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Fat Shame: Stigma and the Fat Body in American Culture Paperback – May 2 2011

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" Farrell's explorations of fat primitivism in mainstream and feminist cultures are invaluable to understanding the contemporary stigmatization of fat that has become nearly ubiquitous in America today...with its lucid and rigorous account of the development and circulation of fat stigma in historical and current contexts, Fat Shame is indeed a soon-to-be-classic text in the field of Fat Studies." Teachers College Record "In this groundbreaking and fascinating text, Farrell repositions the fat body within a political framework, one that explores how power is exercised over bodies and how stigma and shame regulates and controls which citizens are granted access to full citizenship. Drawing from the work of cultural theorists such as Susan Bordo, Farrell eloquently articulates the political operations mitigating a woman's relationship to her body, and repositions the fat body as a site of subversion." Women's Post

About the Author

Amy Farrell is Professor of American Studies and Women's and Gender Studies at Dickinson College in Carlisle, PA. She is also the author of "Yours in Sisterhood: Ms. Magazine and the Promise of Popular Feminism." She lives in Carlisle with her husband and two children.

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Most Helpful Customer Reviews on (beta) 15 reviews
70 of 72 people found the following review helpful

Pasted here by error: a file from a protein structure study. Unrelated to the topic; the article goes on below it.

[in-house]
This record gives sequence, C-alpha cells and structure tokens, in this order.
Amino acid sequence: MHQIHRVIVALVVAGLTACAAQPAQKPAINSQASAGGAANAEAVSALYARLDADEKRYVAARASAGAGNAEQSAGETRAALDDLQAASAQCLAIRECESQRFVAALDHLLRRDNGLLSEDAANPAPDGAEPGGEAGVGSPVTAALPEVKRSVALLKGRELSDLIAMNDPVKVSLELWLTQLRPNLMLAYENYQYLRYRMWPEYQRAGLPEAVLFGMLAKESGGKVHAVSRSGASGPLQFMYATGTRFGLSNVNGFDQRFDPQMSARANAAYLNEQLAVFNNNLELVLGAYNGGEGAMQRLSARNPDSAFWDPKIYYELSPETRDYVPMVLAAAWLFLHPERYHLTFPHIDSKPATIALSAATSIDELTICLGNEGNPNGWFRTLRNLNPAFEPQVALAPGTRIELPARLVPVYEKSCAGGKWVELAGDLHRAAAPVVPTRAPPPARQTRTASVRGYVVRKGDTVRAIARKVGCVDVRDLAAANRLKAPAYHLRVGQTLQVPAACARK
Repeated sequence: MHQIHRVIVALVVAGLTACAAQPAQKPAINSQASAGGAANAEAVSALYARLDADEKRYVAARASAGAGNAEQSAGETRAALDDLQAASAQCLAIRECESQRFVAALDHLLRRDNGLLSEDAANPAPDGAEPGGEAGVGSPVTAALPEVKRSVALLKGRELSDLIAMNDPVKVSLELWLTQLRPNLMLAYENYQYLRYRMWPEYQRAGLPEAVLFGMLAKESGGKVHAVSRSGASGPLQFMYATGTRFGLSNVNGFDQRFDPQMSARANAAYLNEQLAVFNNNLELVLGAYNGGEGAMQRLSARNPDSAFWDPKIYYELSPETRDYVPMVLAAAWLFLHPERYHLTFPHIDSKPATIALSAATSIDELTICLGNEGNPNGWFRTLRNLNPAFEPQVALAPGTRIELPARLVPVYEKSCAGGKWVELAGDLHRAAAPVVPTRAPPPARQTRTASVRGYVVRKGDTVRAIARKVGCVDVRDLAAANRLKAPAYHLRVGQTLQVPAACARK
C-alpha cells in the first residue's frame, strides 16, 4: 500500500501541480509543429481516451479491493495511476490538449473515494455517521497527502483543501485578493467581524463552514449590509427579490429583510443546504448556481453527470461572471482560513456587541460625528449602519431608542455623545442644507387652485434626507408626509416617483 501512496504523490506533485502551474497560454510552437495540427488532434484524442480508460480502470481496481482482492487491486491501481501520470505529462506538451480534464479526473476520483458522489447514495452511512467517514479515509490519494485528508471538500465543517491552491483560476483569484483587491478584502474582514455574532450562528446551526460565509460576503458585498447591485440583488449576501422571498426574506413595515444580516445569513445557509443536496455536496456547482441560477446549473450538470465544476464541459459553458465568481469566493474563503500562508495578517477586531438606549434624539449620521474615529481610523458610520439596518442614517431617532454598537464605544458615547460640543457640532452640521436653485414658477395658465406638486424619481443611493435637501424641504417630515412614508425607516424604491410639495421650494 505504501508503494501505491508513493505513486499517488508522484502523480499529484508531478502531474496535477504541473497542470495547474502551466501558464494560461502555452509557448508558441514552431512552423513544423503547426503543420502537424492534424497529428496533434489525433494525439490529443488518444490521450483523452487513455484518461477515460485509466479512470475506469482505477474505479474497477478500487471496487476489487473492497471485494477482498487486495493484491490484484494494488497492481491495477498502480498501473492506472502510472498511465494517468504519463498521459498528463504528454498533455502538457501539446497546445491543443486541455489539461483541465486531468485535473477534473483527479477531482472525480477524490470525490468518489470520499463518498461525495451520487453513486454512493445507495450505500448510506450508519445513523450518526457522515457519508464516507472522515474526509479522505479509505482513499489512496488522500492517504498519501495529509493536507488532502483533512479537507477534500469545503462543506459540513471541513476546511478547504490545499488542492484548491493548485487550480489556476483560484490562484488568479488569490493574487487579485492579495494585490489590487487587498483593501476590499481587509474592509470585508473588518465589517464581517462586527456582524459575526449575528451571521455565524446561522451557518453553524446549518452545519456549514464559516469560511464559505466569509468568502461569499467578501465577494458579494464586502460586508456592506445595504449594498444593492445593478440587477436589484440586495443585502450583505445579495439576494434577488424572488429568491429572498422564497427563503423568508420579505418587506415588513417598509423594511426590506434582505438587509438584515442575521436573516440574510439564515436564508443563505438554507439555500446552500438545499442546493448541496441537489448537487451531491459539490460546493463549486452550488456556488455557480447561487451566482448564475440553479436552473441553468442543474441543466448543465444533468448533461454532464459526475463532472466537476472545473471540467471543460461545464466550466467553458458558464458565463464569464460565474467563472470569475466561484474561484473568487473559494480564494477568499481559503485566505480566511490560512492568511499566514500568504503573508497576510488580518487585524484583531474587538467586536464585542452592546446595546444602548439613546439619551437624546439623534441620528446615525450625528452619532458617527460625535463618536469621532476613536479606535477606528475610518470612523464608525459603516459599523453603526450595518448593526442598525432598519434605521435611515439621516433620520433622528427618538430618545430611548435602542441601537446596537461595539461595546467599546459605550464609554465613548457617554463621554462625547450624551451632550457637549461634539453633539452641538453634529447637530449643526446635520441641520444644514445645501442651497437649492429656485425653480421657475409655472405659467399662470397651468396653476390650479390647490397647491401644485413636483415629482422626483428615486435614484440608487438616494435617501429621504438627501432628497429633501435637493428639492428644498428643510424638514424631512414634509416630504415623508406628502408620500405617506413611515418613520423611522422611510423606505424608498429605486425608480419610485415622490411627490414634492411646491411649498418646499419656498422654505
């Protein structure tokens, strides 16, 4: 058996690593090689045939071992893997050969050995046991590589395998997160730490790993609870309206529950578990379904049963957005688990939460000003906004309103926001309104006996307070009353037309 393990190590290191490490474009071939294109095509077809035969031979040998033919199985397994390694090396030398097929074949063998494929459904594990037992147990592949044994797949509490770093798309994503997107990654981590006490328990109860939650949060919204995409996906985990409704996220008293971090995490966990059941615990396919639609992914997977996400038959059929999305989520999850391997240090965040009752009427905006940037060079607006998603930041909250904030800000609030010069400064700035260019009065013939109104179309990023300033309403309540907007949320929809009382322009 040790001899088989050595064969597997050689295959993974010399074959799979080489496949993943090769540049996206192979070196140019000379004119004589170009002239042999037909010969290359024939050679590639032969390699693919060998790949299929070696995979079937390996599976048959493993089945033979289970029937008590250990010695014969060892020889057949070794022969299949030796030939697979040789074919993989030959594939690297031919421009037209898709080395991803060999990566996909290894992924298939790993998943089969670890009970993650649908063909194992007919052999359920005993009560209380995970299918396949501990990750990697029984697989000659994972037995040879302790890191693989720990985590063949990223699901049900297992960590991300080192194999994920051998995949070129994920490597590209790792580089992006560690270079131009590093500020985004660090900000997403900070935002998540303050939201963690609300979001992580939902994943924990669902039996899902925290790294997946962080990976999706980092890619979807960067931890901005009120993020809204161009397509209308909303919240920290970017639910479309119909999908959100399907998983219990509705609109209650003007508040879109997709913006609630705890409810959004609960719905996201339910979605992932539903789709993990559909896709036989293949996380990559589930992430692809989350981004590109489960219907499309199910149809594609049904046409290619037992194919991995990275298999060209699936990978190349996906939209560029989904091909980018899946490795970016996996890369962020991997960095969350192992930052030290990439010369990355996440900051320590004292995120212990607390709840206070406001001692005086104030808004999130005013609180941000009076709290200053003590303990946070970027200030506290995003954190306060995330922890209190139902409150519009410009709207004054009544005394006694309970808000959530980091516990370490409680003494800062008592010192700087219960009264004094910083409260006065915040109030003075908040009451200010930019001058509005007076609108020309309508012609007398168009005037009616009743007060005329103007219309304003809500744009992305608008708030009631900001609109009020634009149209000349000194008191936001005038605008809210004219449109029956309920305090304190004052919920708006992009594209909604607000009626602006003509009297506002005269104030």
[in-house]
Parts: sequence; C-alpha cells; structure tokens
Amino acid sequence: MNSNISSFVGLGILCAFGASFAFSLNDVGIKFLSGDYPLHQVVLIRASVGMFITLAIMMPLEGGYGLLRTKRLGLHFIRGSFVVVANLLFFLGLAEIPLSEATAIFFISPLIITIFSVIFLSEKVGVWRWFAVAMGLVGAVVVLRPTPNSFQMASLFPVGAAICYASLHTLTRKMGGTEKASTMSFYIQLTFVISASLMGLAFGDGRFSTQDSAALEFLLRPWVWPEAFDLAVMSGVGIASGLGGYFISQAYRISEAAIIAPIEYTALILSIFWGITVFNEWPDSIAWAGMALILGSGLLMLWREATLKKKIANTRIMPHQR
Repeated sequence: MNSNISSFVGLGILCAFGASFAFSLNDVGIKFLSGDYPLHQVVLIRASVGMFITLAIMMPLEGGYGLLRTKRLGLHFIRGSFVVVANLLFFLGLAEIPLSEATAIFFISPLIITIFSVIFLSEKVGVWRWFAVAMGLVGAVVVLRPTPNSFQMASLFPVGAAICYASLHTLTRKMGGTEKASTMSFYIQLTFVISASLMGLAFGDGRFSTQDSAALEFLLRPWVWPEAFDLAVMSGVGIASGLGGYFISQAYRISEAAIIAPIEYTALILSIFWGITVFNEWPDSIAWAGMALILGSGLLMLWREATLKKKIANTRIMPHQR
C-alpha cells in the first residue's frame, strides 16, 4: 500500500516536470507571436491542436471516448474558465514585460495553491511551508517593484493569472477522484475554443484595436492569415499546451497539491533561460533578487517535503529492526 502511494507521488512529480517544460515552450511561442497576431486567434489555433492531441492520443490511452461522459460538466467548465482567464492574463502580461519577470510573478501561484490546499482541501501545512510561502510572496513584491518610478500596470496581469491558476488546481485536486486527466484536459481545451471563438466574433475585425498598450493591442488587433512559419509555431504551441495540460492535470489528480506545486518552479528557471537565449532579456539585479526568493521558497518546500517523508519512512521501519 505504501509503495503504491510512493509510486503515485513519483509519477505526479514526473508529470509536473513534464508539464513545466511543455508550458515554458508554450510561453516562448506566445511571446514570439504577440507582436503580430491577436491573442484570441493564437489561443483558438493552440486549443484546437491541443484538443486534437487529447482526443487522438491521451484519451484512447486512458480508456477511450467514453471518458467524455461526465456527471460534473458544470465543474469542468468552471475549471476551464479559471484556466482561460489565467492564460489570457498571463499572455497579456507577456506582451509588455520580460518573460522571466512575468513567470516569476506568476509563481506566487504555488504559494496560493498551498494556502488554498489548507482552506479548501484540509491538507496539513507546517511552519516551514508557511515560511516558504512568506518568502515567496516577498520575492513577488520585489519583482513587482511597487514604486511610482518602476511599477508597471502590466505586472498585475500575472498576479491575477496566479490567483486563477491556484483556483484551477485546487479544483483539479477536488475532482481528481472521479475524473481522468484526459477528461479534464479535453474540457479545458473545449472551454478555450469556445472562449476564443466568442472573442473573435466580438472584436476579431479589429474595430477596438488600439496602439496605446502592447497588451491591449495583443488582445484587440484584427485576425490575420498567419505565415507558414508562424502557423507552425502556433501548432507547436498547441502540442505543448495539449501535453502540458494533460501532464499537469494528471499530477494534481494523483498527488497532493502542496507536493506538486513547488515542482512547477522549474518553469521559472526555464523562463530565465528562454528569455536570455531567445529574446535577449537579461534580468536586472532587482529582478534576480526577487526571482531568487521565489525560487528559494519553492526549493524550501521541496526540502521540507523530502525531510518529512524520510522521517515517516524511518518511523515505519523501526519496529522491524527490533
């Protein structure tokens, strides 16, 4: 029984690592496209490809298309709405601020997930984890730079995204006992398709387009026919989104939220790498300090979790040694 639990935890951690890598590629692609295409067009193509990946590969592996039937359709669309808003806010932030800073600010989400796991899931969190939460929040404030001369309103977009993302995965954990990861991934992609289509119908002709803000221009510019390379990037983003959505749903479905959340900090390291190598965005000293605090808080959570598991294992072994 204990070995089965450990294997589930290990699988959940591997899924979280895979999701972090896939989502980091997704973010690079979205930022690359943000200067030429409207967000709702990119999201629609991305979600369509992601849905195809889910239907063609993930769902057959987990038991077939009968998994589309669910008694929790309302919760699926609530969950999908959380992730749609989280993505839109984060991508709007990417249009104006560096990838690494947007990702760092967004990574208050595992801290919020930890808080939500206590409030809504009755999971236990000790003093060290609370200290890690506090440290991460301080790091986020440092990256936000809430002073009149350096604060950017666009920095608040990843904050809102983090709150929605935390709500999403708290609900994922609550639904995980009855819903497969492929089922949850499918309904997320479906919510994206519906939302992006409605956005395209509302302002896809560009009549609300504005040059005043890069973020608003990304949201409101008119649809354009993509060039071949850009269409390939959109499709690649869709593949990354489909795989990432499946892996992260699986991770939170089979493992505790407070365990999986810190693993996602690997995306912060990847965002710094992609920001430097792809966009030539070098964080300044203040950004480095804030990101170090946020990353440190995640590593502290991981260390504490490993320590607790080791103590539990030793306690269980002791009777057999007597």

A rigorous historical look at a powerful social stigma May 10 2011
By Miz Lyn - Published on
Format: Paperback
The other reviews of this book make it abundantly clear why Amy Farrell's work is so important. The notion that fat "should" be stigmatized is so deeply rooted in our culture that the possibility that this stigma has a history, and serves certain political and economic interests is unthinkable to many. Fat shame seems like gravity: an ever-present, immutable rule of nature.

Luckily, Farrell's excellent book makes it abundantly clear that fat stigma developed at a certain time for particular cultural purposes. She does an excellent job at taking apart how fat became a symbol and a stake in American contests around racial identity, gender, consumption and citizenship. And, what was most interesting to me, was her finding that anti-fat images and ideas developed long before "health concerns" were called upon to justify what is, at its root, an ugly form of social hatred. Her work also documents efforts to get out from under fat shame, efforts that are at long last treated with the respect they deserve.

If the shame, scorn and disgust that surrounds fat, fat bodies and fat people seems as inevitable, natural and self-evident as the sun rising and setting every day, read this book and think again!
47 of 49 people found the following review helpful
Great book - a must read for anyone who has a body. May 11 2011
By Roger A. - Published on
Format: Paperback
As a fat person in a fat-hating society, I have lived with prejudice all my life. From being denied an interview after being told on the phone that the job was available, being bullied in childhood and called a fat pig or whale as I walk down the street as an to having every doctor I see now asking me if I had considered weight loss surgery, it's a fact. Let's face it, our society as a whole fears and dislikes fat people. Some blame us for our size, as evidenced by two of the reviewers here. All I want is to have the same opportunities as average sized people - doctors, chairs that support me, movement opportunities (I work out in a pool three times a week) and the right to walk down the street without having people glare at me. Books like Fat Shame educate the public about the context and history of fat hatred and, if the reader is open-minded at all, should make a difference in how fat people are viewed and treated.